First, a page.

Papadopoulos' guilty plea is going to be more difficult for him to downplay, although the White House tried to do so on Monday.
"Today's announcement has nothing to do with the president or the campaign or campaign activity," White House press secretary Sarah Huckabee Sanders said at a White House press briefing.
Of course, that is not true. Trump named Papadopoulos as a foreign-policy adviser to the campaign. Sanders, however, dismissed him merely a "volunteer member of an advisory council that met one time."
Sanders tried to pivot to the Clinton campaign instead, alleging it "colluded" with Russian intelligence to craft the so-called "Steele Dossier." The dossier, which collected opposition research on Trump that eventually focused on his ties to Russia, was initially paid for by the conservative Washington Free Beacon website. The site is funded in large part by conservative donor Paul Singer, who was a Trump skeptic and backer of Florida Republican Sen. Marco Rubio for president.
Research for the dossier was conducted by a firm called Fusion GPS, run by two former investigative reporters. They hired Chris Steele, a former British spy turned private investigator. He has ties to U.S. intelligence and is known as a Russia expert. As a specialist, they hired him to find more information about Trump's ties in Russia that they couldn't get.
When the primaries were over, the Clinton campaign and the Democratic National Committee picked up the tab to keep the research going.
Sanders called the dossier as "false information." Some of it has been confirmed by some news outlets. Some of it is incendiary and has not been independently confirmed. Sanders dismissed the meeting at Trump Tower between Trump Jr. and Russian nationals as simply "a meeting that took place" and "routine."
It was not routine. Opposition research is, but not seeking it from foreign governments.
Sanders, though, contended the Clinton campaign's and DNC's "millions of dollars" paid for the oppo-research file (that it never used) was far worse that Trump Jr.'s meeting — or anything coming out of Monday's court documents.
"They took one meeting, and nothing came of it," she said.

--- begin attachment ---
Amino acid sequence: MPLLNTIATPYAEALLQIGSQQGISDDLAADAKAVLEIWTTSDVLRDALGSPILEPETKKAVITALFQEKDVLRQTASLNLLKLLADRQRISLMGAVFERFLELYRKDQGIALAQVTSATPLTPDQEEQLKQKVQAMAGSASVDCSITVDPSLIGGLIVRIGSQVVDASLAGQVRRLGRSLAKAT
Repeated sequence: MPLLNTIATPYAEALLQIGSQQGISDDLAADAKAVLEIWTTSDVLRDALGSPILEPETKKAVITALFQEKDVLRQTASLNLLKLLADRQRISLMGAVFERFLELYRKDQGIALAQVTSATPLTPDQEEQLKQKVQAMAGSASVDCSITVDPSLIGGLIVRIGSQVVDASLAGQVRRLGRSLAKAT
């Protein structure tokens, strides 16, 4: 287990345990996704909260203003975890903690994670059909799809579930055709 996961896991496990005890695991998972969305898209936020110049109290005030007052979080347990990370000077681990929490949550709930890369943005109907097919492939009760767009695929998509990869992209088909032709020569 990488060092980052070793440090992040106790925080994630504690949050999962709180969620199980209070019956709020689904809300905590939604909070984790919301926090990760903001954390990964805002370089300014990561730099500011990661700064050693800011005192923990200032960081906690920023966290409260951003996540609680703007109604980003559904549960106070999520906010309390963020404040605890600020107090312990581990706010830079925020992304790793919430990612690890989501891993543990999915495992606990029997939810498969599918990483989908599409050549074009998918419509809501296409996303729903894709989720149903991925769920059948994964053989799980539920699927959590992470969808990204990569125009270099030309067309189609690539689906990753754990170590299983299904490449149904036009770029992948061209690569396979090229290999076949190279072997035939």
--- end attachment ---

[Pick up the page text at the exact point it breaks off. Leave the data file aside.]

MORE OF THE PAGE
Sanders also said the president had "no reaction," because "it doesn't have anything to do with us."
Not the end of the Mueller investigation
There could be more details to come either from Mueller or the congressional committees that are investigating the Russia imbroglio. Court documents indicate that Papadopoulos has met with the government "on numerous occasions to provide information and answer questions."
Sen. Mark Warner of Virginia, the top Democrat on the Senate Intelligence Committee, which is also investigating Russia-Trump ties, called Monday's developments in a statement "a significant and sobering step in what will be a complex and likely lengthy investigation by the Special Counsel. That is why it is imperative that Congress take action now to protect the independence of the Special Counsel, wherever or however high his investigation may lead."
His office also said he wants bipartisan members of Congress to "make clear" to President Trump "that issuing pardons to any of his associates or to himself would be unacceptable, and result in immediate, bipartisan action by Congress."
The president has the unfettered ability to pardon anyone from federal crimes. But that only applies to federal crimes. Some officials, including Manafort, could also face charges at the state level — in New York, for example.
Warner also put the guilty plea and indictments in the context of broader developments on the Trump-Russia investigation over the last several months.
"This is just the latest in a series of undisclosed contacts, misleading public statements, potentially compromising information, and highly questionable actions from the time of the Trump campaign that together, remain a cause for deep concern and continued investigation," he said.
And there are indications that Papadopoulos is cooperating with federal agents.
"It is in the best interest of our client, George Papadopoulos, that we refrain from commenting on George's case," his lawyers, Thomas M. Breen and Robert W. Stanley, said in a short statement obtained by NPR's Carrie Johnson.
They then added: "We will have the opportunity to comment on George's involvement when called upon by the Court at a later date. We look forward to telling all of the details of George's story at that time."
Trump and other conservatives have tried to sully Mueller's name, hoping to delegitimize his findings as politically motivated. One Mueller ally, fired former FBI Director James Comey, took to his newly revealed Twitter account to seemingly — and cryptically — back up the special counsel: